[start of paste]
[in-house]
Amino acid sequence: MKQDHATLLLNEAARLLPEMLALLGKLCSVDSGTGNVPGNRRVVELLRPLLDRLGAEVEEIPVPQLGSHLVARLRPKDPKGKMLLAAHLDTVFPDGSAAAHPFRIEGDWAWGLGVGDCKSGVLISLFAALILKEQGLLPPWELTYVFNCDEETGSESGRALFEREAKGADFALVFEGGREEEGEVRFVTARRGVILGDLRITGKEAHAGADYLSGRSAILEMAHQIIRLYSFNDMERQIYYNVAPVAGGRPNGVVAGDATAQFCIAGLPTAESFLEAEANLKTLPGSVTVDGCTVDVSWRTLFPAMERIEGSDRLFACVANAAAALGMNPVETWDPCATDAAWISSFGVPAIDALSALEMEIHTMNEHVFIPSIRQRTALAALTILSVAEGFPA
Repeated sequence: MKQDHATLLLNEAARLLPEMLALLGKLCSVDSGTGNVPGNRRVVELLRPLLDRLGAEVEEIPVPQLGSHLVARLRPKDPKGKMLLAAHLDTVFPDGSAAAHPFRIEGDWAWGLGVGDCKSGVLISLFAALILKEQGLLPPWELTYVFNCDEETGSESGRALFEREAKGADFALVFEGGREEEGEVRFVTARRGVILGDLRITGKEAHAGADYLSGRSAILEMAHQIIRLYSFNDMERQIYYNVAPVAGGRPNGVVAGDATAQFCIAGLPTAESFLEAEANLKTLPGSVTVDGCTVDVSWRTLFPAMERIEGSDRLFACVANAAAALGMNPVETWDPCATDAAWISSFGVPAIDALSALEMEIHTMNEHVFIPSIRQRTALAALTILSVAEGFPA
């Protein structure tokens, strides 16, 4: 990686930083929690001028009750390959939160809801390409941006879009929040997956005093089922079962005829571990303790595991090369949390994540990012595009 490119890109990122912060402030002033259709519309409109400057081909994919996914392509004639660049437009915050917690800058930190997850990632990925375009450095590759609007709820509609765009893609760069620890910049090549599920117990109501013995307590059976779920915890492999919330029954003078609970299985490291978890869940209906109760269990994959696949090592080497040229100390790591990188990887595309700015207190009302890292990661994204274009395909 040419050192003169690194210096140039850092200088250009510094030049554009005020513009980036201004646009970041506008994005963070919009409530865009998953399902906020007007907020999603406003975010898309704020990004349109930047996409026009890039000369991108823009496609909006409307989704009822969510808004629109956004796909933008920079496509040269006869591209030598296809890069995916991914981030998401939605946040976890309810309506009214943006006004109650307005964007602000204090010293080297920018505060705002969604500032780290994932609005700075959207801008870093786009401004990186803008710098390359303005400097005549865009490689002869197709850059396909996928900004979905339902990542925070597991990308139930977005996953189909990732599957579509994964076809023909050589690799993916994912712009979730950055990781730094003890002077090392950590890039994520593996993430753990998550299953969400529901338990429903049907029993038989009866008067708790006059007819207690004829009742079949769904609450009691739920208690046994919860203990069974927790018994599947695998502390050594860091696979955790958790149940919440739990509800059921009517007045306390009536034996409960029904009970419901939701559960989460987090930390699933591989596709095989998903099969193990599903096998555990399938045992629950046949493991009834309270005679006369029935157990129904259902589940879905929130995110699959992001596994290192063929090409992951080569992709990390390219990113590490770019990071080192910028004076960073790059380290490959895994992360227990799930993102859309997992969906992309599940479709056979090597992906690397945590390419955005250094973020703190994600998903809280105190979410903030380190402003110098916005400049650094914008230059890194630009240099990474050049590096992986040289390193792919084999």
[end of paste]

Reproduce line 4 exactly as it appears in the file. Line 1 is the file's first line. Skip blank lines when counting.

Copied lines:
């Protein structure tokens, strides 16, 4: 990686930083929690001028009750390959939160809801390409941006879009929040997956005093089922079962005829571990303790595991090369949390994540990012595009 490119890109990122912060402030002033259709519309409109400057081909994919996914392509004639660049437009915050917690800058930190997850990632990925375009450095590759609007709820509609765009893609760069620890910049090549599920117990109501013995307590059976779920915890492999919330029954003078609970299985490291978890869940209906109760269990994959696949090592080497040229100390790591990188990887595309700015207190009302890292990661994204274009395909 040419050192003169690194210096140039850092200088250009510094030049554009005020513009980036201004646009970041506008994005963070919009409530865009998953399902906020007007907020999603406003975010898309704020990004349109930047996409026009890039000369991108823009496609909006409307989704009822969510808004629109956004796909933008920079496509040269006869591209030598296809890069995916991914981030998401939605946040976890309810309506009214943006006004109650307005964007602000204090010293080297920018505060705002969604500032780290994932609005700075959207801008870093786009401004990186803008710098390359303005400097005549865009490689002869197709850059396909996928900004979905339902990542925070597991990308139930977005996953189909990732599957579509994964076809023909050589690799993916994912712009979730950055990781730094003890002077090392950590890039994520593996993430753990998550299953969400529901338990429903049907029993038989009866008067708790006059007819207690004829009742079949769904609450009691739920208690046994919860203990069974927790018994599947695998502390050594860091696979955790958790149940919440739990509800059921009517007045306390009536034996409960029904009970419901939701559960989460987090930390699933591989596709095989998903099969193990599903096998555990399938045992629950046949493991009834309270005679006369029935157990129904259902589940879905929130995110699959992001596994290192063929090409992951080569992709990390390219990113590490770019990071080192910028004076960073790059380290490959895994992360227990799930993102859309997992969906992309599940479709056979090597992906690397945590390419955005250094973020703190994600998903809280105190979410903030380190402003110098916005400049650094914008230059890194630009240099990474050049590096992986040289390193792919084999």